A tale to be told. Left handed.

4 Sep

images.duckduckgo.comIt was a pleasant evening at Buckden rounding off a weekend of mayhem (us) and debauchery (not us) in Leeds..(what happens in Leeds stays in Leeds). I’m riding my bike home, carefully, as you do on a wet night, when suddenly the bike makes determined effort to mount the left hand verge. I wrestle it back only to find it drifting across to the other side. The inevitable happens. The bike his the verge, stops dead, and hurls your truly over the top and into a somersault. The aikido rolls and five years of tuck and roll from Sara’s car come into play, and I somersault, dramatically, into the ditch.

I pick myself up and dust myself off, and try and lift the bike. This is not happening. I have obviously done something serious to my right shoulder.

Rather than call for an ambulance, I call for roadside recovery, thinking that I can get the bike home and go into A&E in the morning. Unfortunately, because it’s an accident, I now have to go through the claims process. By the side of the road. In the rain. With a busted shoulder. They advise me all sorts of things about false declarations and stuff. Eventually it’s done and a recovery vehicle is ordered..it’s 60-90 minutes away.

At which point my phone dies. I spend the next hour so walking up and down the road. In the rain. I see no other vehicles in this time. Concerned that they may not be able to find me, and with the nagging doubt that no help is coming at all,I decide to set out in search of help.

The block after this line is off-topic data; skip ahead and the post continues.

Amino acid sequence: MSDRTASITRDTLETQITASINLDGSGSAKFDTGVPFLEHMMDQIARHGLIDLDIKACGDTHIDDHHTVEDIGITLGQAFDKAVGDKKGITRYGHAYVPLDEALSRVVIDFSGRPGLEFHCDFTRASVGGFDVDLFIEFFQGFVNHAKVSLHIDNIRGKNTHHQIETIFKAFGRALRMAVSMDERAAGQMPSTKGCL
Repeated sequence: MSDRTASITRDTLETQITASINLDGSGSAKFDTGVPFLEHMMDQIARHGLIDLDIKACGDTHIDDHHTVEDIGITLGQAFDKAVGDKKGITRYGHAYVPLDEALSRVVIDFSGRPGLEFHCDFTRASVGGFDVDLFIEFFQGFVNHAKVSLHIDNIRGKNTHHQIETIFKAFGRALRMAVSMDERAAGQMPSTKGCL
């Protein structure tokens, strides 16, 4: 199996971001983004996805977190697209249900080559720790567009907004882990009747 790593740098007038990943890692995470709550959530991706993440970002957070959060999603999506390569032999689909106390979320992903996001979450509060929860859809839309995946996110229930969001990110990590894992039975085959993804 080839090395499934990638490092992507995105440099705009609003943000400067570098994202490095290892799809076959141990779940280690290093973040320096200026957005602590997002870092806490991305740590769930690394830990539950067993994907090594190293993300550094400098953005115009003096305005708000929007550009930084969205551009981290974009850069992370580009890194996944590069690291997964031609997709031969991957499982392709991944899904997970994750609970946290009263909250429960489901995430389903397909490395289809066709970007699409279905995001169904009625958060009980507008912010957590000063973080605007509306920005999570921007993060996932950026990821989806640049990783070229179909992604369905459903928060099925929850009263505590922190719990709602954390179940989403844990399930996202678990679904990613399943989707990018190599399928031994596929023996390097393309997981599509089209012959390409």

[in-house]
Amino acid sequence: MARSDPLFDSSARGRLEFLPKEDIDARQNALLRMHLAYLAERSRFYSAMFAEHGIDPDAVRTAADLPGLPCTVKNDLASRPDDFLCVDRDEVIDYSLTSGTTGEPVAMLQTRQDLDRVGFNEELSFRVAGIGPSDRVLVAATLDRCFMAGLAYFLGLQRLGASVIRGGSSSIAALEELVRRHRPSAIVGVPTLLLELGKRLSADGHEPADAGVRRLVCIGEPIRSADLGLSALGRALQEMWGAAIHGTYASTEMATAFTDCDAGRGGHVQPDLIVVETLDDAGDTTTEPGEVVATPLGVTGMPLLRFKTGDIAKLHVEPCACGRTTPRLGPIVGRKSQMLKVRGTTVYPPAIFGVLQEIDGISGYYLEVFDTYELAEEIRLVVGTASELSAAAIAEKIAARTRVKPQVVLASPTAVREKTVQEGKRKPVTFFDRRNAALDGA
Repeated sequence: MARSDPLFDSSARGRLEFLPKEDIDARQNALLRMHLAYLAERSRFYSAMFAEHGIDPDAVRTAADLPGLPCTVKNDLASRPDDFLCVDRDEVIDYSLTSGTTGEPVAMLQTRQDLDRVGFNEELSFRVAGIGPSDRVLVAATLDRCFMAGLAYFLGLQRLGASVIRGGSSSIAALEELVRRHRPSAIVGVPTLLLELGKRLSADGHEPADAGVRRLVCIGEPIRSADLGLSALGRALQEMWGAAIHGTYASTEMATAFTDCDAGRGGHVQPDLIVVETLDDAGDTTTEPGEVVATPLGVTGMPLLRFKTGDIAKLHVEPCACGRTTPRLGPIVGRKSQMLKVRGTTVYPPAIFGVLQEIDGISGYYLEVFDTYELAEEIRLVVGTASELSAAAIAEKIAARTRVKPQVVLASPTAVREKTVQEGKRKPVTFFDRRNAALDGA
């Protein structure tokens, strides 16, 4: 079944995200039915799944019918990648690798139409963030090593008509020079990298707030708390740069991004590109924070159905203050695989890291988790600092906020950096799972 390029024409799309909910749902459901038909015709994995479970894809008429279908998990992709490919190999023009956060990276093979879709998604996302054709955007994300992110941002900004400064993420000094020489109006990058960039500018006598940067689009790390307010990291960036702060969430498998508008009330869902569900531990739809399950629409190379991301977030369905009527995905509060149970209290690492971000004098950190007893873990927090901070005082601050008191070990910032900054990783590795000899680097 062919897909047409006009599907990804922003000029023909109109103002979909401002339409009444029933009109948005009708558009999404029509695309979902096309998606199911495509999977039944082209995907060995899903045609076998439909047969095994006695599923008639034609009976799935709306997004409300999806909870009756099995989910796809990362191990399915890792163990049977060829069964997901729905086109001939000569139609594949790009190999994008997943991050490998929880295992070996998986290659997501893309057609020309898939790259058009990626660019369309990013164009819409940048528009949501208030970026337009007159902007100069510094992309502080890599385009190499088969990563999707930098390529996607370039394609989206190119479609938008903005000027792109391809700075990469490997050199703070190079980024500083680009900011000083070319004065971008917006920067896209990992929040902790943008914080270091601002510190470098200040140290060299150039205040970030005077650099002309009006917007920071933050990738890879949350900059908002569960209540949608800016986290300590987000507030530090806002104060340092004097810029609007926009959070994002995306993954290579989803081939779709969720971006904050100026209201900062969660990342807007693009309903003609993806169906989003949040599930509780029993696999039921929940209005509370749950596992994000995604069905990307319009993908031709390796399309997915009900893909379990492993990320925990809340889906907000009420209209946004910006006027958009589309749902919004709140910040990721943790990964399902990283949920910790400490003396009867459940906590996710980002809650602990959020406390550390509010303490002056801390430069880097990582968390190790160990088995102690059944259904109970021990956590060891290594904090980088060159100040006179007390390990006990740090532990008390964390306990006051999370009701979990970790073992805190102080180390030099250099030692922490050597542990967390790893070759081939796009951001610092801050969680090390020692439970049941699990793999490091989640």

I have two choices. . Go on to the sleepy village where no one has ever been seen on the streets, and scare the bejabers out of some poor soul at 2am, or go back to the US Air Force base where surely someone will be awake.

I head for the base, a couple of miles away. I am now aware that my left foot may not have escaped injury.

Eventually the welcome sight of the barbed wire gates comes into view. The place is seemingly deserted. However, I can just make out the shadows of two figures in the guardhouse. They are awake. They are fully armed. And they are not at all sure what to make of the grey clad figure emerging out of the rain. Apparently I am the first walk up visitor they have ever had, and I don’t look like your average civilian tourist anyway.   An early question is ’are you armed’ and I run through an inventory of the contents of a motorcyclist’s pockets to see if I am carrying anything I might get shot for. Newspaper headlines swim before my eyes..”British biker shot after midnight crash’…’Biker attacks US nuclear depot armed with helmet lock’.

images.duckduckgo.comThey take pity on me, but to a man the entire base is equipped with iPhones. I will not be charging my phone tonight. They send for medical assistance. It arrives in the form of two firetrucks driven by a crew with broad Cambridgeshire accents. I am told that my blood pressure is too high (really? I wonder why?) and that yes, my collarbone is probably broken.

The base police turn up. They, too, are reassuringly English but equally heavily armed. I might now get shot or tasered. Choices, choices.

Eventually an ambulance arrives, and takes me to Huntingdon. I do not particularly want to go to Huntingdon, but Huntingdon is where I am going.